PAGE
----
If we are lucky we have found something that delivers all three that best utilizes our God-Given talents. Finding the right balance between what our ego and our subconscious needs is important. If we have health challenges related to our parasympathetic nervous system (such as insomnia, heart disease or GI issues like irritable bowel) then we may be suffering from an incongruence that health coaching may help uncover.

According to my Strength Finders test - one of the tools that I use in my practice - I am a natural networker, with a love for learning and who is also high achieving, competitive and strategic. This is why I excel in sales and business development. I love people and business and I am energized by the hunt for new business opportunities and the close of a sale. This has paid my bills, put my children through private schools and college and afforded my husband and I to buy our home in Great Falls, VA

What I realized in my sales career is that this drive and ambition also fueled my high blood pressure, high cholesterol and high stress.  During this time, Yoga, nutrition, meditation and coaching have become my anchors and also my passion. Yoga dance is my playtime. For years I relied on cds and tapes to practice my yoga in my bedroom or hotel rooms before and after hours. Because of this experience, I hope to produce a quality yoga dance  video so that I can share this experience with my fellow workaholics who need to find their own reprieve; a physical and emotional sanctuary. This practice allows us time to get out of our head and into our bodies.

Do you, like me, often suffer from sore neck, back, shoulder, wrists and arm from too much typing and sitting?  Where does your stress show up in your body?

Today, lets be grateful for our work and also take time for our play and passions. Where do you feel most creative? This is often where our passions lie. 

I love so many things and often struggle with finding the balance and focus required to accomplish my goals while not burning out. Work for me offers focus, discipline and structure as well as a livelihood. Play is my time with family, friends and yoga dance. My passion is inspiring wellness and I can do that through just being the best version of myself as possible, which means using my innate talents and skills to serve others.

What are your passions and what is your mission in life? Do you know your passions and do you have a plan for work and play balance?  Does your work support your passions or does it provide financial freedom to allow you to follow your passions? Do you allow yourself permission and time for exploration and self-discovery? Contact me if you would like support and guidance to do so.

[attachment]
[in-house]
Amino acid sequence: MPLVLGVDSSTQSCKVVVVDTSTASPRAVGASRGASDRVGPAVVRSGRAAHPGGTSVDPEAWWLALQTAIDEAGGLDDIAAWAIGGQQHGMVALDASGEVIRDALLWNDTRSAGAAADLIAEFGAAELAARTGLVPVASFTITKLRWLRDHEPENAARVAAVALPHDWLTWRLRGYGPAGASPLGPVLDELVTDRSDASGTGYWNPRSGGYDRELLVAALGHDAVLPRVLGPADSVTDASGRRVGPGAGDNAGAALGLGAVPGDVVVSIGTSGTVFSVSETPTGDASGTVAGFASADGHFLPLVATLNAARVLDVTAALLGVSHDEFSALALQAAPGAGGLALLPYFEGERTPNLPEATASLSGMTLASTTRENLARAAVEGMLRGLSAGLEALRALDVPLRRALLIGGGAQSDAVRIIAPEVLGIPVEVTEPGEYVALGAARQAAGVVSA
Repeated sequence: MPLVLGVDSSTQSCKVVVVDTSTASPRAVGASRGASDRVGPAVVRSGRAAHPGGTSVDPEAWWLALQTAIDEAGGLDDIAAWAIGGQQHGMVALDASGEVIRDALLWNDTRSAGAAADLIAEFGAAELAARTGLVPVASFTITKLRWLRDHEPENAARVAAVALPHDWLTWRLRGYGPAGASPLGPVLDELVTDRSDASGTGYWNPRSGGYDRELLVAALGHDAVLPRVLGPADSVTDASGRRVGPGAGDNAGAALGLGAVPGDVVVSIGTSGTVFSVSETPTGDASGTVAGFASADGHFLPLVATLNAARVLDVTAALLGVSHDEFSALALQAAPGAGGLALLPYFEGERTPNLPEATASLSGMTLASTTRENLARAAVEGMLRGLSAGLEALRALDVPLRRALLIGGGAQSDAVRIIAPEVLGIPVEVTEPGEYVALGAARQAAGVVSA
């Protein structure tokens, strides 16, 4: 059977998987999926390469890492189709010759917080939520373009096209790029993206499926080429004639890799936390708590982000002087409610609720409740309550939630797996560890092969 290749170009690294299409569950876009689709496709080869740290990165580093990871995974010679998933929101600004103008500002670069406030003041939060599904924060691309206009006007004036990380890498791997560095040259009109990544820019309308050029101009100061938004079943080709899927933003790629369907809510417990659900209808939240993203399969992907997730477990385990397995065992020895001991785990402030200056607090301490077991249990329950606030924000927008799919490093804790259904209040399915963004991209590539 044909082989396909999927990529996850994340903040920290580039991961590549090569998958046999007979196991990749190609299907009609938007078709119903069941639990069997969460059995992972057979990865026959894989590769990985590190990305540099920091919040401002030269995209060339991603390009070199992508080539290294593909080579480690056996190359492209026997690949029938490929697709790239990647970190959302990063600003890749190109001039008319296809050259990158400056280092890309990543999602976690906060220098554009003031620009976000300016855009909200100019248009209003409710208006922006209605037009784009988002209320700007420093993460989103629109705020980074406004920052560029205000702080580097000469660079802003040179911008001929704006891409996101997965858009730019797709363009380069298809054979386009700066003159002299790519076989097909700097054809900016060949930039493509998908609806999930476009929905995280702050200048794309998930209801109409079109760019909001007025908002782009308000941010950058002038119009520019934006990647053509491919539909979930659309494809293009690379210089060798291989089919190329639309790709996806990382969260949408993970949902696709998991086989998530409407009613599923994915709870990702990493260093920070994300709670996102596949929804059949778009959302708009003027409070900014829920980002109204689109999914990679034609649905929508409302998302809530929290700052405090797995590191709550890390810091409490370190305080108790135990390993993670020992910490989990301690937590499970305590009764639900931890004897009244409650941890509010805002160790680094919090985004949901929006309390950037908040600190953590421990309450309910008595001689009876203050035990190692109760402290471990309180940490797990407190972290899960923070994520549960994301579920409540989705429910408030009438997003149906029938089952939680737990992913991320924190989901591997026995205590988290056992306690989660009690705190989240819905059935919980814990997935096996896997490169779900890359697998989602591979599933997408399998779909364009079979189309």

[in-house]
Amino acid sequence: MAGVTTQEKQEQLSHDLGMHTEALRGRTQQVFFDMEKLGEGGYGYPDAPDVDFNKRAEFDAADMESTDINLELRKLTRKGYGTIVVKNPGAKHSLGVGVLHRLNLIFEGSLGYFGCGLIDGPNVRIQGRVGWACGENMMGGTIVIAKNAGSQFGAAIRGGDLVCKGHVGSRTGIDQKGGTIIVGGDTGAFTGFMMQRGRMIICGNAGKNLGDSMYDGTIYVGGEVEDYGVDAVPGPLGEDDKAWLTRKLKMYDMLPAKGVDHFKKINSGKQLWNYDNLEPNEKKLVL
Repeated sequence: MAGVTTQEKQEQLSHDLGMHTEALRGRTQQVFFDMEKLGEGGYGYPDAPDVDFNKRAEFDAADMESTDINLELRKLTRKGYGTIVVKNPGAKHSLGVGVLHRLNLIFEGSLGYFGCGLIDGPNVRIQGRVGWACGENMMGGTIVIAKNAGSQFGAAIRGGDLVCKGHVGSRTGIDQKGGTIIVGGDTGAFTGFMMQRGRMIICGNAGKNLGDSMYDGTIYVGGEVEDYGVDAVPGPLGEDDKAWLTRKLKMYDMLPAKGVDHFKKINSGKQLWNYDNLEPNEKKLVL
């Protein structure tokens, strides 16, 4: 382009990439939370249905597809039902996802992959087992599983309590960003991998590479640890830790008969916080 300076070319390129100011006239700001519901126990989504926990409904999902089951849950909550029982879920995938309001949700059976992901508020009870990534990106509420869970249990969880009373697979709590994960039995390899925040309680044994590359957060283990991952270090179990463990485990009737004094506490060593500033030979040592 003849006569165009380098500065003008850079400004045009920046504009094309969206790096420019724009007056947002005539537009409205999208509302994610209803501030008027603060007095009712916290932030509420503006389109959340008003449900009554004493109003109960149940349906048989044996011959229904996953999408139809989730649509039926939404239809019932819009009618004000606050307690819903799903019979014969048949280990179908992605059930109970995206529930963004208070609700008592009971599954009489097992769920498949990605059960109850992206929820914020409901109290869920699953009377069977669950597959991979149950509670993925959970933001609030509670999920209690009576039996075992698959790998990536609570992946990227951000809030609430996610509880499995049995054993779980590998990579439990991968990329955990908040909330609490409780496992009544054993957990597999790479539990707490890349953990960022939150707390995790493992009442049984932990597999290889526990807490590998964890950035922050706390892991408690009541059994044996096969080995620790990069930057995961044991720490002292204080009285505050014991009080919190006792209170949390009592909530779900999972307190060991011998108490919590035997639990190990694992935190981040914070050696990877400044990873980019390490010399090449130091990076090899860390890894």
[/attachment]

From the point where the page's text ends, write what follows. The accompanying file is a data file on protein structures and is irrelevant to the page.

I have struggled to find this balance in work, play and the pursuit of my many passions, which is not uncommon if you are a natural caregiver.  Personally, I am working on multiple revenue streams so that I can continue to inspire wellness in multiple ways, by promoting green solutions, sharing my online nutritional resources through my soon-to-be-new website, speaking engagements, weekend classes, retreats and workshops as well as a limited exclusive coaching practice. 

How do you balance between your work, play and passions?

Carpe Diem,

Friday, June 14, 2013

Wednesday, June 12, 2013

Just One Thing

I wrote this blog post last week in the middle of finalizing my daughter's wedding. Ironically (but not surprising), I ran out of time to post it (or was too busy multitasking!), but think the message is an important one for us all to remember: Just One Thing.

I have this persistent myth that I need to be multitasking. That in order to get things done, I can't waste anytime. I can't cook without simultaneously recording a blog. Without making phone calls for the deliveries that are expected today. Here I am, three days before Margo's wedding, trying to clean out the pantry, make Kombucha, make breakfast for the guests that are here, coordinate making sure we have peonies for the bridal flowers in stock at the wholesale dealer that we're going to tomorrow, the list goes on and on.

I have clients calling me, friends asking me to do favors, and trying to do it all at once. Oh, and while cleaning out my refrigerator at the same time - because I have house guests coming - I spilled olive oil all over one of my upholstered chairs in the kitchen. Then my daughter comes down and wonders what smells like it's burning, which is of course the breakfast I'm trying to make. She ends up telling me that I need to learn to do one thing at a time. Which is exactly what the workshop I attended this fall told me as well: One thing at a time.